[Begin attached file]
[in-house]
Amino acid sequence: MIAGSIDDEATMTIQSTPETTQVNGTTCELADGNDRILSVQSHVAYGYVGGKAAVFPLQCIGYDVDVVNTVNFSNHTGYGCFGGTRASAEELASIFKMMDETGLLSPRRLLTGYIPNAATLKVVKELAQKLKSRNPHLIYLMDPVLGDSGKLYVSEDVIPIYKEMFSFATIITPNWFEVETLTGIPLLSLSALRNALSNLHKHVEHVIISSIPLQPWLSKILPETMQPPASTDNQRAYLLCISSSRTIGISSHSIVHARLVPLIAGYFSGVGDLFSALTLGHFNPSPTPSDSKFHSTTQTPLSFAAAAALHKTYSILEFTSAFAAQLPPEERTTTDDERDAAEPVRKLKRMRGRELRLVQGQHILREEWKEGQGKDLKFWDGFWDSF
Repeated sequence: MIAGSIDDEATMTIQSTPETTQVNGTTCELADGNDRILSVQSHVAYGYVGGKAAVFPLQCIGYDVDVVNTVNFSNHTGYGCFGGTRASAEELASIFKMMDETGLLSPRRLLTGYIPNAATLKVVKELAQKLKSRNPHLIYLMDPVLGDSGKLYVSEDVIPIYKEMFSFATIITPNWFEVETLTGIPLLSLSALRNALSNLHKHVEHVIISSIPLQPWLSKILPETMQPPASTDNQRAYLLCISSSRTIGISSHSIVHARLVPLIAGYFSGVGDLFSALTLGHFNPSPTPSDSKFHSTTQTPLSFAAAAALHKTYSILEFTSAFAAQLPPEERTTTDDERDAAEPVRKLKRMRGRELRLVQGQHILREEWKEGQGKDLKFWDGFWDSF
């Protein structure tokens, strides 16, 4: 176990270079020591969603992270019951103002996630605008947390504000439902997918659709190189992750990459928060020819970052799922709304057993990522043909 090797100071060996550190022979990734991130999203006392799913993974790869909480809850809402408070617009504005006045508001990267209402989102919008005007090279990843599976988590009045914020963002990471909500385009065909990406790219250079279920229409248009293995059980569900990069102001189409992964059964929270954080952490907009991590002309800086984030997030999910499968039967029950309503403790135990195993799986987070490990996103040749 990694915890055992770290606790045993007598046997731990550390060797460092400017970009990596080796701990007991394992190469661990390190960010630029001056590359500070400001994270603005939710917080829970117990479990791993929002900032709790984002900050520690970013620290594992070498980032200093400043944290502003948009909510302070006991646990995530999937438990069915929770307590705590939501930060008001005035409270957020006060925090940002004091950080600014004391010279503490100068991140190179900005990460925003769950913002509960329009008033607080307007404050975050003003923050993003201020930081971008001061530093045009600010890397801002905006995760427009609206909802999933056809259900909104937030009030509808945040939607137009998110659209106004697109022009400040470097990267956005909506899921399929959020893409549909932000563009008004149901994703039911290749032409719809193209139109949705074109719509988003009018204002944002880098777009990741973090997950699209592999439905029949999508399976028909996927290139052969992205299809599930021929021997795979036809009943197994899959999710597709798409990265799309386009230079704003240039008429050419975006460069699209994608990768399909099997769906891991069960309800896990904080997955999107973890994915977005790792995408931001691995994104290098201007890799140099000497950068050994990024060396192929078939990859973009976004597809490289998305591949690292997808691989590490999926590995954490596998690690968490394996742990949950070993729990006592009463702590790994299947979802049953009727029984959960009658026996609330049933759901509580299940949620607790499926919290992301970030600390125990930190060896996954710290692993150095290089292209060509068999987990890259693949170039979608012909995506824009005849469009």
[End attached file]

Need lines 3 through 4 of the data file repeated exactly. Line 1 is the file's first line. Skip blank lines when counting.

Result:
Repeated sequence: MIAGSIDDEATMTIQSTPETTQVNGTTCELADGNDRILSVQSHVAYGYVGGKAAVFPLQCIGYDVDVVNTVNFSNHTGYGCFGGTRASAEELASIFKMMDETGLLSPRRLLTGYIPNAATLKVVKELAQKLKSRNPHLIYLMDPVLGDSGKLYVSEDVIPIYKEMFSFATIITPNWFEVETLTGIPLLSLSALRNALSNLHKHVEHVIISSIPLQPWLSKILPETMQPPASTDNQRAYLLCISSSRTIGISSHSIVHARLVPLIAGYFSGVGDLFSALTLGHFNPSPTPSDSKFHSTTQTPLSFAAAAALHKTYSILEFTSAFAAQLPPEERTTTDDERDAAEPVRKLKRMRGRELRLVQGQHILREEWKEGQGKDLKFWDGFWDSF
């Protein structure tokens, strides 16, 4: 176990270079020591969603992270019951103002996630605008947390504000439902997918659709190189992750990459928060020819970052799922709304057993990522043909 090797100071060996550190022979990734991130999203006392799913993974790869909480809850809402408070617009504005006045508001990267209402989102919008005007090279990843599976988590009045914020963002990471909500385009065909990406790219250079279920229409248009293995059980569900990069102001189409992964059964929270954080952490907009991590002309800086984030997030999910499968039967029950309503403790135990195993799986987070490990996103040749 990694915890055992770290606790045993007598046997731990550390060797460092400017970009990596080796701990007991394992190469661990390190960010630029001056590359500070400001994270603005939710917080829970117990479990791993929002900032709790984002900050520690970013620290594992070498980032200093400043944290502003948009909510302070006991646990995530999937438990069915929770307590705590939501930060008001005035409270957020006060925090940002004091950080600014004391010279503490100068991140190179900005990460925003769950913002509960329009008033607080307007404050975050003003923050993003201020930081971008001061530093045009600010890397801002905006995760427009609206909802999933056809259900909104937030009030509808945040939607137009998110659209106004697109022009400040470097990267956005909506899921399929959020893409549909932000563009008004149901994703039911290749032409719809193209139109949705074109719509988003009018204002944002880098777009990741973090997950699209592999439905029949999508399976028909996927290139052969992205299809599930021929021997795979036809009943197994899959999710597709798409990265799309386009230079704003240039008429050419975006460069699209994608990768399909099997769906891991069960309800896990904080997955999107973890994915977005790792995408931001691995994104290098201007890799140099000497950068050994990024060396192929078939990859973009976004597809490289998305591949690292997808691989590490999926590995954490596998690690968490394996742990949950070993729990006592009463702590790994299947979802049953009727029984959960009658026996609330049933759901509580299940949620607790499926919290992301970030600390125990930190060896996954710290692993150095290089292209060509068999987990890259693949170039979608012909995506824009005849469009």